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Wednesday, 24 July 2013

Water tubing safety

Summer is the season that tends to see the highest volume in terms of outdoor sports and activities—and with good reason: many of these activities simply cannot be enjoyed at other points in the year. This is particularly true of water activities, as the water may be too cold (or altogether frozen) during the other seasons. One such activity that sees a considerable increase in popularity during the summer months is water tubing. Water tubing is a great way to relax while soaking up the outdoors, but to keep it enjoyable and not dangerous, the following tips should be followed.

Dress appropriately. The most important piece that you don when water tubing is a life jacket. You really shouldn't be participating in this sport without one. This is not a requirement on condition of being able to swim well or not: you cannot always anticipate how waters will behave, or where you may end up in the water despite your best laid plans. Wearing a life jacket will protect you in those instances when things go awry. In addition to wearing a life jacket, the rest of your clothing should be suitable for aquatic activity. Usually when people engage in water sports they wear bathing suits, and this is your best bet here, since you want to minimize dragging, and to avoid clothing that will weigh you down in the water, making it harder to swim if and when it becomes necessary.

Be familiar with your gear. Water sports equipment is not learn-as-you-go equipment: you need to become very familiar with it well before you plan to use it. For example, you don't want to learn by trial and error that the number of people you were planning to share a tube exceeds its capacity. Learn the size, weight, and occupant limits of the tube you are using, the speed it is rated for use at, and any other pertinent manufacturer information.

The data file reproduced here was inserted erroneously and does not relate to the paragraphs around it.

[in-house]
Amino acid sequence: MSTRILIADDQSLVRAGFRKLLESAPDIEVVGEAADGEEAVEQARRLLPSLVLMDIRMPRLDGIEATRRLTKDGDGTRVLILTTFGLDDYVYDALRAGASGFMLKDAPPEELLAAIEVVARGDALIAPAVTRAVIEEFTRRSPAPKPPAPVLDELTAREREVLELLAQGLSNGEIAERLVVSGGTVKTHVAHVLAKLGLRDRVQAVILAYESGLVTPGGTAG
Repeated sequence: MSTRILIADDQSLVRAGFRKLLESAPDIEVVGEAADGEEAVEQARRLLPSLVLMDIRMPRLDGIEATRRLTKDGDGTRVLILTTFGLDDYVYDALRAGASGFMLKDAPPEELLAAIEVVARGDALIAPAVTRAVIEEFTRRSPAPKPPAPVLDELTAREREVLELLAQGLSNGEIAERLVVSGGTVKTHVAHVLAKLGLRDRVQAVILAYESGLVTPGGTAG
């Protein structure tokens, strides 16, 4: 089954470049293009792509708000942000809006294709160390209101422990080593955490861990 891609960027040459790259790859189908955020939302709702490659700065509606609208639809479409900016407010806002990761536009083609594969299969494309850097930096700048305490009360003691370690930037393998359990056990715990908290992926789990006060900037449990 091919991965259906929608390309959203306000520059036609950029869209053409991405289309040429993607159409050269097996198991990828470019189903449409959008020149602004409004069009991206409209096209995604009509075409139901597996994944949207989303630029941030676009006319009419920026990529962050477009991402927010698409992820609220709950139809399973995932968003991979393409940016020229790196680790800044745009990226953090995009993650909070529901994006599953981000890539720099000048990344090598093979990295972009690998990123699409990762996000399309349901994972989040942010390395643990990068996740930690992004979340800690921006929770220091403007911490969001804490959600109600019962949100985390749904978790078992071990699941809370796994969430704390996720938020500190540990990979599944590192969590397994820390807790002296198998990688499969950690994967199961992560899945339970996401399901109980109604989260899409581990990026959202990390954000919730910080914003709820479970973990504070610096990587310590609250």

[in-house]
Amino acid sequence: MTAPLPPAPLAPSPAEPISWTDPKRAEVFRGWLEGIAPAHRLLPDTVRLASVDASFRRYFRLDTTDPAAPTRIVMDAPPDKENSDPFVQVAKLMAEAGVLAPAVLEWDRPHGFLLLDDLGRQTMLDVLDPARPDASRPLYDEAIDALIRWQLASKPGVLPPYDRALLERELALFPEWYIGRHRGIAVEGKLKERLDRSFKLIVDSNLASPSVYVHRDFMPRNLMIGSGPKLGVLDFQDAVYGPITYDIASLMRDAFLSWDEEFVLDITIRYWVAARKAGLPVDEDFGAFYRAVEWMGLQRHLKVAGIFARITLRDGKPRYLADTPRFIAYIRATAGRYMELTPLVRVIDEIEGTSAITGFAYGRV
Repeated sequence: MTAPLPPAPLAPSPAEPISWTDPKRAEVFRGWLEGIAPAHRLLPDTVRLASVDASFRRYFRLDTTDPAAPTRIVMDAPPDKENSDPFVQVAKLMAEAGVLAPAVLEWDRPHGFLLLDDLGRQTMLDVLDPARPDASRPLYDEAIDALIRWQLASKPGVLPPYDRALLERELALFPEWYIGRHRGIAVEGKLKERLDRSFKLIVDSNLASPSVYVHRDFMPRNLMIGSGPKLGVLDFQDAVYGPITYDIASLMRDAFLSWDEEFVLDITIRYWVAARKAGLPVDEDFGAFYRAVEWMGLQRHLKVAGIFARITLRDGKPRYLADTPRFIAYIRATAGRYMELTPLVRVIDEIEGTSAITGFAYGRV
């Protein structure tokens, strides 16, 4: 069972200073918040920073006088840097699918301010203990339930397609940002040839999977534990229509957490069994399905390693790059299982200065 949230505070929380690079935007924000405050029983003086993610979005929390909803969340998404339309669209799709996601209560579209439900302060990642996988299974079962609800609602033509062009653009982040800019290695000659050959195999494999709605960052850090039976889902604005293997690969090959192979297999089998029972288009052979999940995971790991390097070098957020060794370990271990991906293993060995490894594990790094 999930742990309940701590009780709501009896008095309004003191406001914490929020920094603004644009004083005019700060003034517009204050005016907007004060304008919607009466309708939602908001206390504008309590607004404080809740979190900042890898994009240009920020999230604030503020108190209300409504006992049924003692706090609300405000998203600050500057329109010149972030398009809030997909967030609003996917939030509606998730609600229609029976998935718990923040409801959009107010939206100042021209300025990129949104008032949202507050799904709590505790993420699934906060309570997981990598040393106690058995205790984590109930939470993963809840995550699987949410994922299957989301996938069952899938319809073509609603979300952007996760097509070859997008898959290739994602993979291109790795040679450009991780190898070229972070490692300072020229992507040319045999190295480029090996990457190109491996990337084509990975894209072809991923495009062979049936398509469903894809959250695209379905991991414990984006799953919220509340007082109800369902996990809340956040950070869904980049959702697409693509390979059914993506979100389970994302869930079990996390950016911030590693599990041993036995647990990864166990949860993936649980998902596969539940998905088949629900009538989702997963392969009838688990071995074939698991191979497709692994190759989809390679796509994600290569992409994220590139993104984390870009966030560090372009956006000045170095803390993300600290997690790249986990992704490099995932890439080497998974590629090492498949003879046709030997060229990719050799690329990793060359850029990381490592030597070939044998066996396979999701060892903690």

Be a good driver. If driver performance is key to safety when on the road, then it follows that the same holds true on the water—perhaps even moreso, since travel is not restricted to certain pathways on the water, but can be in any direction. Whoever is operating the craft that is towing the tubes should be sober, well hydrated, and in good health. Additionally, it is important to maintain as much distance as possible from other crafts in the water body you are sharing, and to be constantly aware of hazards as they arise in order to avoid them in a timely fashion.


Know the rules. Part of being a good driver—or rider, for that matter—is observing the rules. This can only be done if you know them to begin with. If there is a certain waterway that you plan to spend time sporting on, be sure to find out well in advance what rules they have for water sports. Do not proceed with your plans until you can find this information out, and commit it to memory.

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